The Austrian figurative painter Egon Schiele, created works with interesting and different hand gestures. The hands may not have necessarily been the centre of the work but they truly add a twist to the work. The hands in his work have been described as being ‘dislocated and unnatural’. The distortedness of his hands creates a mood within the work because the shape, angle and intensity of the gesture can determine the mood of the figure in the piece. The way Schiele has angled and shaped the hands has created a ugly yet quite beautiful hand.

William Kentridge – Charcoal artist

William Kentridge is a famous contemporary artist who has produce many charcoal studies for exhibition themselves but also for his animation. It is interesting the way this artist works because his charcoal drawings are portrayed on a range of different papers and surfaces which benefit the studies by creating texture and contrast against the charcoal. The etching style of production Kentridge uses on the paper forms a ridged effect to the work. I feel his work has a feeling of depression and darkness to it because of the way he portrays the figures within the piece. The intensity of the charcoal ranging between different studies which also impacts the mood of the work. Not only this but, Kentridge uses the paper itself as a form of highlighter on the work. By this, I mean the artist is using the whiteness of the paper as the highlighted areas within the drawing. By doing this, Kentridge is lifting the amount of charcoal used within the work. I however, feel the more charcoal the better with my work because I feel it brings great density into the work.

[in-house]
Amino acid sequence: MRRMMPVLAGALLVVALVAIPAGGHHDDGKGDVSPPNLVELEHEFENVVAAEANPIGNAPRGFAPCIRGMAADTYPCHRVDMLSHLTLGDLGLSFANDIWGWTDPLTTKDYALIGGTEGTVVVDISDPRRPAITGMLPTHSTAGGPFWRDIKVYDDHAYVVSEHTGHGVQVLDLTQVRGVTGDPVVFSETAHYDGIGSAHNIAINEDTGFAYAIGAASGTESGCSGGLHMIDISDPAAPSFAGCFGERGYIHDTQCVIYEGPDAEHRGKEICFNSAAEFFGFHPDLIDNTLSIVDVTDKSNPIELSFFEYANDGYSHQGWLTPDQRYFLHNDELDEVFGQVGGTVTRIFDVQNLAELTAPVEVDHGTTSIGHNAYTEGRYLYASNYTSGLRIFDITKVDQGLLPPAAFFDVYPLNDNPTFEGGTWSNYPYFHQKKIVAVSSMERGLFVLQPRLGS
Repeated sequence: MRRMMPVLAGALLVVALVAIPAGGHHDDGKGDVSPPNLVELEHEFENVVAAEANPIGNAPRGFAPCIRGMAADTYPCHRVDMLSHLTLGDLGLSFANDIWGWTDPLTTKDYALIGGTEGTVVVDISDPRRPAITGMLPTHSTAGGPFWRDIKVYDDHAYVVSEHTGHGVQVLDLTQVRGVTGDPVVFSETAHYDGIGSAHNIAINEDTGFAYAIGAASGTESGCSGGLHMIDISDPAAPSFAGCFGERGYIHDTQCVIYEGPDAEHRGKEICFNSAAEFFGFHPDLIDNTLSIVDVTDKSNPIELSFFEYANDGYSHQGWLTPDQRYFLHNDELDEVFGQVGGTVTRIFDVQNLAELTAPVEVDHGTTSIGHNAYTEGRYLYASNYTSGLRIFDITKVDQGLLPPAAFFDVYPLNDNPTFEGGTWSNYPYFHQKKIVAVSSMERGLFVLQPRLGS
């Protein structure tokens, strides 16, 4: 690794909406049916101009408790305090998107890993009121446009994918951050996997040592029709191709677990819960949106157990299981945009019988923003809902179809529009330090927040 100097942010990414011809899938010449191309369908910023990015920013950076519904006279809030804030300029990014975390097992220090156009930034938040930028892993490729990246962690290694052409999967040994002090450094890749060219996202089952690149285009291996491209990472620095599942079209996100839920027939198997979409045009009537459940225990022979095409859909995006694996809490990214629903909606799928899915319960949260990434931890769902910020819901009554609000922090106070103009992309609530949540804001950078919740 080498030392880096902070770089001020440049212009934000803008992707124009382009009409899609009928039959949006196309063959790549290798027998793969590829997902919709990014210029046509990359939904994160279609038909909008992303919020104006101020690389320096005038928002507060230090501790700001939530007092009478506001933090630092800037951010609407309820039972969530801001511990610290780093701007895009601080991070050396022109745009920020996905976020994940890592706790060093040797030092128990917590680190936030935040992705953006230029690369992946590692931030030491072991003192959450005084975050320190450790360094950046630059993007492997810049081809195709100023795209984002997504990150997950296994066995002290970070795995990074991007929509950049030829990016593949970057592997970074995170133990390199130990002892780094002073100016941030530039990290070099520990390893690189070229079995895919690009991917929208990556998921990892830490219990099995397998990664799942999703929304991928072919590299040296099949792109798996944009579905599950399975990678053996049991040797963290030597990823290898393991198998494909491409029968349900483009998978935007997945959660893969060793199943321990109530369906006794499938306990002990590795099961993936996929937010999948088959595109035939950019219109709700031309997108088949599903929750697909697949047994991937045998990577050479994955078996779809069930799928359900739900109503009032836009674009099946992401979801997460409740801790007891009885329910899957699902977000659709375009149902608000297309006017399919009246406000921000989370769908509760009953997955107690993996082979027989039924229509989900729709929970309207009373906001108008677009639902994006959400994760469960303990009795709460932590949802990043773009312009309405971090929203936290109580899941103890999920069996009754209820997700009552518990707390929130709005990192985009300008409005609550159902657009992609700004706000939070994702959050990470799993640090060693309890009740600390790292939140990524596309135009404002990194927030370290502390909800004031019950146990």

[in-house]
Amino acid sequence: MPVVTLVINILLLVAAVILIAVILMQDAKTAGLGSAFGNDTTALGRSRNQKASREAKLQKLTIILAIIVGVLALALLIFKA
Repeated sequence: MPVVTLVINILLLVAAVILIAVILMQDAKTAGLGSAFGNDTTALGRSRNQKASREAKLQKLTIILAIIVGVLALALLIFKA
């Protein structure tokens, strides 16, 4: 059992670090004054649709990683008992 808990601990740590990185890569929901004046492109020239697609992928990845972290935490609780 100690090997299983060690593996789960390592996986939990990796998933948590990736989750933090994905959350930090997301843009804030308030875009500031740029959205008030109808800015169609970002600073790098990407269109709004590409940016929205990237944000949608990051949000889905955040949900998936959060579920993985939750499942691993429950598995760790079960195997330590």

Morgan O’Hara

When talking to my tutor, we discussed a way of drawing whereby I would use both hands to create pieces of art. By doing this, I am able to create my freedom in my art because I am not necessarily worrying about the image produced itself but focusing on that which I am responding to or interrupting.